Friday, October 12, 2012

IMF and EU engage in brinkmanship while Greek bailout fails

The IMF upped the ante in its efforts to get the EU to address the fundamental problems underlying the financial crisis.

Specifically, it called for government institutions, like the ECB, that hold Greek debt to grant Greece debt relieve by writing down this debt.

Naturally, the EU refused.

As the Guardian's Ian Traynor discussed,

The eurozone and the International Monetary Fund are engaged in a dangerous game of brinkmanship over how to respond to a Greek bailout that is going off the rails. 
It is now clear that Athens is highly unlikely to achieve the key IMF benchmark on the rescue of getting its national debt down to a "sustainable" 120% of gross domestic product by 2020.
The IMF came to this conclusion when it realized that the impact of adopting austerity in a recession for a country in a currency union resulted in a 3x greater contraction in demand than originally thought.
The word in Brussels, based on assessments from the troika of European commission, European Central Bank and IMF officials scrutinising Greece's compliance with the bailout terms, is that Athens could overshoot the sustainability target by as much as 25% on current trends, begging the question of whether the IMF will remain a party to the rescue. Figures circulating in Brussels estimate Greece's national debt will be between 130-145% of GDP by 2020 on current trends. 
The showdown between the eurozone and the IMF is being described as eyeball-to-eyeball, a shouting match, and a contest to see who will blink first. It is expected to come to a crunch next month. 
The IMF is insisting that the eurozone and the ECB resort to a new policy of Official Sector Involvement (OSI), meaning a writedown or writeoff of Greek debt to its official creditors, a move that the ECB and the German government are resisting fiercely....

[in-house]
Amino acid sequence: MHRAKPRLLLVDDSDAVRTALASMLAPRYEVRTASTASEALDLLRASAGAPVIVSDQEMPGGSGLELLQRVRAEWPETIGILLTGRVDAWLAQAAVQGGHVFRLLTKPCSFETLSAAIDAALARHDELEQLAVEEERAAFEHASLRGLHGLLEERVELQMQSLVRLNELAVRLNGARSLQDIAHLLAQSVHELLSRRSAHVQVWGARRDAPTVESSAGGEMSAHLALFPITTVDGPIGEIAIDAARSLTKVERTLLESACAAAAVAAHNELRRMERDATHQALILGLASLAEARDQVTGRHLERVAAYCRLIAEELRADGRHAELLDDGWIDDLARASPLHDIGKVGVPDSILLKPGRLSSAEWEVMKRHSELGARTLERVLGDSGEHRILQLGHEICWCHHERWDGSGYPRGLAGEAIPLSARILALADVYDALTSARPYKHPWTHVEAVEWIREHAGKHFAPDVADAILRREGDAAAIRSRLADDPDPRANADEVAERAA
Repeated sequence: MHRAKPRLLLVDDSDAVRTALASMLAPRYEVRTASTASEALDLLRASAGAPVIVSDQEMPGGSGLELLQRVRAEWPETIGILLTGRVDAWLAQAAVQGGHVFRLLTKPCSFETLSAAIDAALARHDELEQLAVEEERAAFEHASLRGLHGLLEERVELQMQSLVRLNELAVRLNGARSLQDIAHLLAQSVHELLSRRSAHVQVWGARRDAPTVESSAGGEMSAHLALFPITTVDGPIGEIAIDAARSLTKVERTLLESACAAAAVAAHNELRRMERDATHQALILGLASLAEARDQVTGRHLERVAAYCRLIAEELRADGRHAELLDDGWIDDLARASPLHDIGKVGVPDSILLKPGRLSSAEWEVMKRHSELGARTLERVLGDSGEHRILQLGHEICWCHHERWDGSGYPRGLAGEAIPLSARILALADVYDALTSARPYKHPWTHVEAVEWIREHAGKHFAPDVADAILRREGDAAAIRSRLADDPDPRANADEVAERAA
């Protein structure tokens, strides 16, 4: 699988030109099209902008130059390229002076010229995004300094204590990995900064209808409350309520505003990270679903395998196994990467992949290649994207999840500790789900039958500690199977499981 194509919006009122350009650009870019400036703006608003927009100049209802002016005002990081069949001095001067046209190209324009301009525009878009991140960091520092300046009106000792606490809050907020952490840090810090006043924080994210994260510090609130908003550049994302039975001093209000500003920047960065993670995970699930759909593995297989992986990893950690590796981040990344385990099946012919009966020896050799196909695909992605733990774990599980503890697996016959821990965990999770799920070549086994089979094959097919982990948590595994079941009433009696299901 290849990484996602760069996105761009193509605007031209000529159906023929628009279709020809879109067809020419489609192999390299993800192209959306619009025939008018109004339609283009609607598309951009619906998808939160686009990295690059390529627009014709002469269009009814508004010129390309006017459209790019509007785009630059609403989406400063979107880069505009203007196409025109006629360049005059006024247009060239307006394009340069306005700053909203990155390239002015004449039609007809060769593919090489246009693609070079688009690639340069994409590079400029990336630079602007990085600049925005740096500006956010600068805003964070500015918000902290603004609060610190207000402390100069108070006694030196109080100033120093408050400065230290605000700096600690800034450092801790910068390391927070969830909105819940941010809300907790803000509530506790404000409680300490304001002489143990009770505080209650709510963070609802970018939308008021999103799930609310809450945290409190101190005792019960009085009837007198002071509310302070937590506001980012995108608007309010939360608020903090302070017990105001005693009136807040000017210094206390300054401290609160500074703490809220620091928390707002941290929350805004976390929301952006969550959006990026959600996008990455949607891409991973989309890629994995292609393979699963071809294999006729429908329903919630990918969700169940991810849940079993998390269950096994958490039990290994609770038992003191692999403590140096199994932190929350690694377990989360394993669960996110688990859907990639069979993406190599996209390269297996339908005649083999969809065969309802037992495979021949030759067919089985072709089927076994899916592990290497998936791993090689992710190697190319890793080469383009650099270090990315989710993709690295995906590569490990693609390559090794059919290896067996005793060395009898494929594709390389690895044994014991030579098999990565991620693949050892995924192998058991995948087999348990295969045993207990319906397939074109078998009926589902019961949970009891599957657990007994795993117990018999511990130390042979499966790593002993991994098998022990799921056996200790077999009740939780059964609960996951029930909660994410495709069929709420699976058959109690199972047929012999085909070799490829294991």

Please remember that had the Swedish Model been adopted at the beginning of the financial crisis, there would be no need for the Official Sector to writedown or writeoff Greek debt.  The debt was held by the private sector, with a majority held by the banks.

It is as a result of five years of bailing out the banks that the Official Sector now has a sizable exposure.

This exposure exemplifies the pursuit of the Japanese model for handling a bank solvency led financial crisis which is designed to socialize the losses and privatize the gains.
Greece needs a bailout disbursement of more than €30bn (£24bn) next month, without which it will go bankrupt. It is certain to get the money, it is said in Brussels, since, following chancellor Angela Merkel's fraught visit to Athens this week, no one in the eurozone or in Washington wants to let Greece go bust or exit the common currency....

With a funding gap opening up in the Greek bailout trajectory of up to €30bn, the IMF is said to be arguing that the Europeans should foot the bill by writing down Greece's official debt. Other ideas being mulled over are to "extend" the €130bn bailout (Greece's second) or concoct a third rescue, all deeply unattractive options for Merkel who would need to return to an increasingly recalcitrant parliament in Berlin in an election year. 
The row comes as divisions open up in public between the IMF and eurozone leaders over the merits of austerity, after an IMF study released this week found that it had underestimated the impact that fiscal cutbacks have on economic growth. 
This study has been rebuffed by some eurozone leaders, with commissioner Olli Rehn arguing that it would be a mistake to change course. "The EU cannot be making swift turns, rather it is a convoy and you have to carefully consider which policy turns are best," he said. 
The best policy turn is to adopt the Swedish Model with both ultra transparency and the European Stability Mechanism becoming a backstop for each EU country's deposit guarantee.

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